In both cases he doesn't know who or what stung him, but the fact that it is unknown is not the main assertion. In the following case the situation is completely different.
1) Somebody who founds it should call.
2) Whoever founds it should call.
We all know that 1) is absurd, the question is why. Somebody is used if the executor or the goal of an action is unknown, "Somebody knocks at the door". However this somebody exists. We can't use somebody in a context where it is not even sure that the executor or the goal exists. Whoever means, that there is potentially an executor, although it is not sure and that is what we need in this context. It is not sure that someone founds it. It is only a possibility. It is a strange phenomenon that nobody in any language has any difficulties in using whoever correctly, but everybody would need some time to answer if asked in which context it is used. It seems that the human brain knows much more than we know.
In English there is a difference between each and every. Normally it is said that the difference is that every is used if the single elements are considered as a group, " Every beat of my heart tears me further apart", and each if the single elements are considered isolated, "Each of them could be the culprit". This author would say however that the difference in meaning is not the crucial point. Each belongs to idiomatic expression, "each of them" or can be used as a synonym for both, "in both hands" <=> in each hand. It may be true that there is a preference for each if we focus on the single element, "He gave each child an apple" <=> "He gave every child an apple" and perhaps this preference was stronger in the past, but this author would say that this difference has vanished a little bit. In any case each as well as everything are translated with cada / todos - todas.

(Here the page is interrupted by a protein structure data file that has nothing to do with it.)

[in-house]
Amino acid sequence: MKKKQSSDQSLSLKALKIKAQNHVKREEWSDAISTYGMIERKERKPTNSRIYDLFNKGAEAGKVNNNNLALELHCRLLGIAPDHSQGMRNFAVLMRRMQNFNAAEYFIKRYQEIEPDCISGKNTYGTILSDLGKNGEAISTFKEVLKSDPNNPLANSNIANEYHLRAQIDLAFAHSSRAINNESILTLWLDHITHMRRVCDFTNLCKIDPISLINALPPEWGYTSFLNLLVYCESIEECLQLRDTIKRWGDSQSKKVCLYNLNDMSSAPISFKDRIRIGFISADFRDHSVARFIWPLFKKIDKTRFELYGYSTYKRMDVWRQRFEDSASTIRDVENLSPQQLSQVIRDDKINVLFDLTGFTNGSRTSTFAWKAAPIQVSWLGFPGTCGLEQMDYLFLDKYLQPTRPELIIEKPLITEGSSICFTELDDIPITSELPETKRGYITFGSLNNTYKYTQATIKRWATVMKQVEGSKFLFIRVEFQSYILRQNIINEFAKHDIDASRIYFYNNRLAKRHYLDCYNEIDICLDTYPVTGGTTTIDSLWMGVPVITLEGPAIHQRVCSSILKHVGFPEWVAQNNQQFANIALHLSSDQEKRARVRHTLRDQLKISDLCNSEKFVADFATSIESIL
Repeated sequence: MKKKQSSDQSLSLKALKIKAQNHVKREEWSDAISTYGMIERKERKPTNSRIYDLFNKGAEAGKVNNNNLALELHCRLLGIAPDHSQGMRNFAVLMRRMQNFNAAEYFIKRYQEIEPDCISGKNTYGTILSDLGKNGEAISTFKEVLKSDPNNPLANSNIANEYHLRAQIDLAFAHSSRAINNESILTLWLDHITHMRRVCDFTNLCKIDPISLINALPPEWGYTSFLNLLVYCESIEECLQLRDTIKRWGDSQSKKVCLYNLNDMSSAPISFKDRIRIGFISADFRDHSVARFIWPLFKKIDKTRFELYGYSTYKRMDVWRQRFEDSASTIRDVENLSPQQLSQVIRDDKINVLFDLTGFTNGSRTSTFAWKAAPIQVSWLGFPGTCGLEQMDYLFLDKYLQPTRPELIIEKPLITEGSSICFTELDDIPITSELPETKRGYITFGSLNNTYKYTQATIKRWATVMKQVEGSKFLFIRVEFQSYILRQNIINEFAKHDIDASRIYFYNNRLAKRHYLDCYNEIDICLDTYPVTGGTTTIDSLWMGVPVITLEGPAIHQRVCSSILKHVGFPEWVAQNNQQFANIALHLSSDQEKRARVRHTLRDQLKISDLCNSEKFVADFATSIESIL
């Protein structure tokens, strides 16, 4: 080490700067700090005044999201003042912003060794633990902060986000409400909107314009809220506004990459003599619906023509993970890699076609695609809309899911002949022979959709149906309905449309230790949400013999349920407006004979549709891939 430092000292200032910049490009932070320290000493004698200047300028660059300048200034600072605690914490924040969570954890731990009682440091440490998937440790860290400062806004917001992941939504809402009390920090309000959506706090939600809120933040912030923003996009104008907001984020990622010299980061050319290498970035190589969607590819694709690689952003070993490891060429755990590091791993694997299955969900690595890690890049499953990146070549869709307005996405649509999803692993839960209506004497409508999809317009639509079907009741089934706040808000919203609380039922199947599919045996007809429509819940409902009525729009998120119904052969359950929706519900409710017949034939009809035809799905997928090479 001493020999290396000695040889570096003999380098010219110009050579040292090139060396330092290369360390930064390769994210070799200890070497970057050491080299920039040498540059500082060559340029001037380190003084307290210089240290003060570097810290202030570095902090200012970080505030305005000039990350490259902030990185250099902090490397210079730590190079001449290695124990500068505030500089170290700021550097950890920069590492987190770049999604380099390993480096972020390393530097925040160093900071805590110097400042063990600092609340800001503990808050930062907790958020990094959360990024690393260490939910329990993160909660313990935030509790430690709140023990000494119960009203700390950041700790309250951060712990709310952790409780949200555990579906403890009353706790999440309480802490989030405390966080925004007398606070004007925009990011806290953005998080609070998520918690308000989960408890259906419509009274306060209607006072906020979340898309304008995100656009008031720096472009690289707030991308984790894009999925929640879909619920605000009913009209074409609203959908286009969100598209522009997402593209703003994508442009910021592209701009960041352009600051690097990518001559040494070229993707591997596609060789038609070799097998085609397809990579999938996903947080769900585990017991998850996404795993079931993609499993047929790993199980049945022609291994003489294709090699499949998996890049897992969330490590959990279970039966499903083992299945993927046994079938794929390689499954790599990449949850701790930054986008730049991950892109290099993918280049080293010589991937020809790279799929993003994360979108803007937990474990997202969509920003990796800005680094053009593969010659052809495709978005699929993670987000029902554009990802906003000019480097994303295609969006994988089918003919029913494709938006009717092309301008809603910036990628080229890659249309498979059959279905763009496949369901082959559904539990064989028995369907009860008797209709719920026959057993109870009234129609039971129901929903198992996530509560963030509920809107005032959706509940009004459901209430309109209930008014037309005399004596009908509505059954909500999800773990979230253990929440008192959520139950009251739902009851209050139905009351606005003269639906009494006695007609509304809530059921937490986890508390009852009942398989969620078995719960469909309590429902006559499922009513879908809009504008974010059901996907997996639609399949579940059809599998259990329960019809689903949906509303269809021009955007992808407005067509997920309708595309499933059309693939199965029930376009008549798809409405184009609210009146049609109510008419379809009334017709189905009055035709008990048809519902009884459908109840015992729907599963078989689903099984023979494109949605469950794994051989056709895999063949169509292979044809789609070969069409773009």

each (each day) = todos / todas (noun in plural = todos o dias), cada (noun in singular = cada dia)
every (noun in singular = every day) / all (noun in plural = all days) = todos / todas (noun in plural = todos o dias), cada (noun in singular = cada dia)
any (any day) = qualquer (qualquer dia)
Some languages, for instance german, doesn't distinguish between "He can come every day" and "He can come any day". This however is an important difference. If he can come any day he can come monday or tuesday or wednesday etc. If he can come every day he can come monday and tuesday and wednesday etc.. This distinction is made very clearly in Portuguese.